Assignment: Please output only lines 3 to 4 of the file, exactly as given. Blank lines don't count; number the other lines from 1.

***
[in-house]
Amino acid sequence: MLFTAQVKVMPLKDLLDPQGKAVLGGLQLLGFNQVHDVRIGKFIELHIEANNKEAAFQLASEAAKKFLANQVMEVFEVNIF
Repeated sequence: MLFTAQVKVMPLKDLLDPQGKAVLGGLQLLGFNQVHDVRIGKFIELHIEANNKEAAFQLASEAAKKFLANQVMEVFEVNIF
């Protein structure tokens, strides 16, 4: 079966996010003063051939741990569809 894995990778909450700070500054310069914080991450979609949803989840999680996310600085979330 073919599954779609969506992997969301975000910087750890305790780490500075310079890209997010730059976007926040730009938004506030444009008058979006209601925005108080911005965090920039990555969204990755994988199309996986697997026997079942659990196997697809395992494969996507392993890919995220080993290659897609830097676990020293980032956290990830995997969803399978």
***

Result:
Repeated sequence: MLFTAQVKVMPLKDLLDPQGKAVLGGLQLLGFNQVHDVRIGKFIELHIEANNKEAAFQLASEAAKKFLANQVMEVFEVNIF
């Protein structure tokens, strides 16, 4: 079966996010003063051939741990569809 894995990778909450700070500054310069914080991450979609949803989840999680996310600085979330 073919599954779609969506992997969301975000910087750890305790780490500075310079890209997010730059976007926040730009938004506030444009008058979006209601925005108080911005965090920039990555969204990755994988199309996986697997026997079942659990196997697809395992494969996507392993890919995220080993290659897609830097676990020293980032956290990830995997969803399978």